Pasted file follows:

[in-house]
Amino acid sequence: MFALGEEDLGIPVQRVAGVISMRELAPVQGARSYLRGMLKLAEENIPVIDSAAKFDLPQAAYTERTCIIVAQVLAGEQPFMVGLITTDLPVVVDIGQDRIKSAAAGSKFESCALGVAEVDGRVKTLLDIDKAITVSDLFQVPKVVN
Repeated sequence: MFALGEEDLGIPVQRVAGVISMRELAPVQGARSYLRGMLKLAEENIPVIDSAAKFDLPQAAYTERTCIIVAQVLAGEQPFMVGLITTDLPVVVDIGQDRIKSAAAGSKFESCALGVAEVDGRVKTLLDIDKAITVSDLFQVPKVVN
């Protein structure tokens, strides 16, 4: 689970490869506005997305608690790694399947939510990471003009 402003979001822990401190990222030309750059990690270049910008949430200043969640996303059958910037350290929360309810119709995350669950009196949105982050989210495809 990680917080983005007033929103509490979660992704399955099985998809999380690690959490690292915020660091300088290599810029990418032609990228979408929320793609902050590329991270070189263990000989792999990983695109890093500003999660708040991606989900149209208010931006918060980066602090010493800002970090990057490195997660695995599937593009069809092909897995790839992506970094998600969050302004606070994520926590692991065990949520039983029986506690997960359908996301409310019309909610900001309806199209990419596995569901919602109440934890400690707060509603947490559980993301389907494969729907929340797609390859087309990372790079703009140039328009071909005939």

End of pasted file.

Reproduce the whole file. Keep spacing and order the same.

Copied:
[in-house]
Amino acid sequence: MFALGEEDLGIPVQRVAGVISMRELAPVQGARSYLRGMLKLAEENIPVIDSAAKFDLPQAAYTERTCIIVAQVLAGEQPFMVGLITTDLPVVVDIGQDRIKSAAAGSKFESCALGVAEVDGRVKTLLDIDKAITVSDLFQVPKVVN
Repeated sequence: MFALGEEDLGIPVQRVAGVISMRELAPVQGARSYLRGMLKLAEENIPVIDSAAKFDLPQAAYTERTCIIVAQVLAGEQPFMVGLITTDLPVVVDIGQDRIKSAAAGSKFESCALGVAEVDGRVKTLLDIDKAITVSDLFQVPKVVN
């Protein structure tokens, strides 16, 4: 689970490869506005997305608690790694399947939510990471003009 402003979001822990401190990222030309750059990690270049910008949430200043969640996303059958910037350290929360309810119709995350669950009196949105982050989210495809 990680917080983005007033929103509490979660992704399955099985998809999380690690959490690292915020660091300088290599810029990418032609990228979408929320793609902050590329991270070189263990000989792999990983695109890093500003999660708040991606989900149209208010931006918060980066602090010493800002970090990057490195997660695995599937593009069809092909897995790839992506970094998600969050302004606070994520926590692991065990949520039983029986506690997960359908996301409310019309909610900001309806199209990419596995569901919602109440934890400690707060509603947490559980993301389907494969729907929340797609390859087309990372790079703009140039328009071909005939």